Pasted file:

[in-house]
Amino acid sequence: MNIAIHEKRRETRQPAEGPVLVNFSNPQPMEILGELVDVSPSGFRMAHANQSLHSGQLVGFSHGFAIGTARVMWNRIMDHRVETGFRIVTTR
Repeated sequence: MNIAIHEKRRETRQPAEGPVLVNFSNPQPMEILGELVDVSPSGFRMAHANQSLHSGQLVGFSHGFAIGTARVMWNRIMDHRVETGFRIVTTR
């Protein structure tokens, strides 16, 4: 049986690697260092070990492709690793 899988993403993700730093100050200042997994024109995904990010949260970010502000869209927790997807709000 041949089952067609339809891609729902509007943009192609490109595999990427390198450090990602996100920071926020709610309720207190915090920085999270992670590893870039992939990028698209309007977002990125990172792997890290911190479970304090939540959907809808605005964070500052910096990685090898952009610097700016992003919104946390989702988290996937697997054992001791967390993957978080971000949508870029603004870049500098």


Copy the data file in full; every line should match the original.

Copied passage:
[in-house]
Amino acid sequence: MNIAIHEKRRETRQPAEGPVLVNFSNPQPMEILGELVDVSPSGFRMAHANQSLHSGQLVGFSHGFAIGTARVMWNRIMDHRVETGFRIVTTR
Repeated sequence: MNIAIHEKRRETRQPAEGPVLVNFSNPQPMEILGELVDVSPSGFRMAHANQSLHSGQLVGFSHGFAIGTARVMWNRIMDHRVETGFRIVTTR
């Protein structure tokens, strides 16, 4: 049986690697260092070990492709690793 899988993403993700730093100050200042997994024109995904990010949260970010502000869209927790997807709000 041949089952067609339809891609729902509007943009192609490109595999990427390198450090990602996100920071926020709610309720207190915090920085999270992670590893870039992939990028698209309007977002990125990172792997890290911190479970304090939540959907809808605005964070500052910096990685090898952009610097700016992003919104946390989702988290996937697997054992001791967390993957978080971000949508870029603004870049500098």